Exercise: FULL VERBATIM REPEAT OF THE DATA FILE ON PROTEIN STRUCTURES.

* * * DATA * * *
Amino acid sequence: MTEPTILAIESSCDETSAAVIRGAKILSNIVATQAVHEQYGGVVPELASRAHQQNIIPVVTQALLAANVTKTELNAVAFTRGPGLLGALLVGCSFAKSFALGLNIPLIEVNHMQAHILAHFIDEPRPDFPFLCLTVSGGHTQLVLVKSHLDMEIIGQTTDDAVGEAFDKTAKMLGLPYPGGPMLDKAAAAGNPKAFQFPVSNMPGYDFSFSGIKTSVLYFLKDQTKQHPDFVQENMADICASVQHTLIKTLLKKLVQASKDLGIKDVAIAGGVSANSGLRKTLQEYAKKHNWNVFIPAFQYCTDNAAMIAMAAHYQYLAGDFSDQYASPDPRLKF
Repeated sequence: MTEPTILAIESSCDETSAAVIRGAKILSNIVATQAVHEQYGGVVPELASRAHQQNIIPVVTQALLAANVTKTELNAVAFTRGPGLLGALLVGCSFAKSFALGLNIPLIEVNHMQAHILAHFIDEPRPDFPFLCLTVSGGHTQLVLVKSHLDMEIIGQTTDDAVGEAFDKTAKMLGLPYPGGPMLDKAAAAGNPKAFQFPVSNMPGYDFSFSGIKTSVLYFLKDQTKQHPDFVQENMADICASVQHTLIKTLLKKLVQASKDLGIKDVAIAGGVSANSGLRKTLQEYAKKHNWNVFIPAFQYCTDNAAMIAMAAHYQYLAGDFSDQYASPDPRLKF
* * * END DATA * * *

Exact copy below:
Amino acid sequence: MTEPTILAIESSCDETSAAVIRGAKILSNIVATQAVHEQYGGVVPELASRAHQQNIIPVVTQALLAANVTKTELNAVAFTRGPGLLGALLVGCSFAKSFALGLNIPLIEVNHMQAHILAHFIDEPRPDFPFLCLTVSGGHTQLVLVKSHLDMEIIGQTTDDAVGEAFDKTAKMLGLPYPGGPMLDKAAAAGNPKAFQFPVSNMPGYDFSFSGIKTSVLYFLKDQTKQHPDFVQENMADICASVQHTLIKTLLKKLVQASKDLGIKDVAIAGGVSANSGLRKTLQEYAKKHNWNVFIPAFQYCTDNAAMIAMAAHYQYLAGDFSDQYASPDPRLKF
Repeated sequence: MTEPTILAIESSCDETSAAVIRGAKILSNIVATQAVHEQYGGVVPELASRAHQQNIIPVVTQALLAANVTKTELNAVAFTRGPGLLGALLVGCSFAKSFALGLNIPLIEVNHMQAHILAHFIDEPRPDFPFLCLTVSGGHTQLVLVKSHLDMEIIGQTTDDAVGEAFDKTAKMLGLPYPGGPMLDKAAAAGNPKAFQFPVSNMPGYDFSFSGIKTSVLYFLKDQTKQHPDFVQENMADICASVQHTLIKTLLKKLVQASKDLGIKDVAIAGGVSANSGLRKTLQEYAKKHNWNVFIPAFQYCTDNAAMIAMAAHYQYLAGDFSDQYASPDPRLKF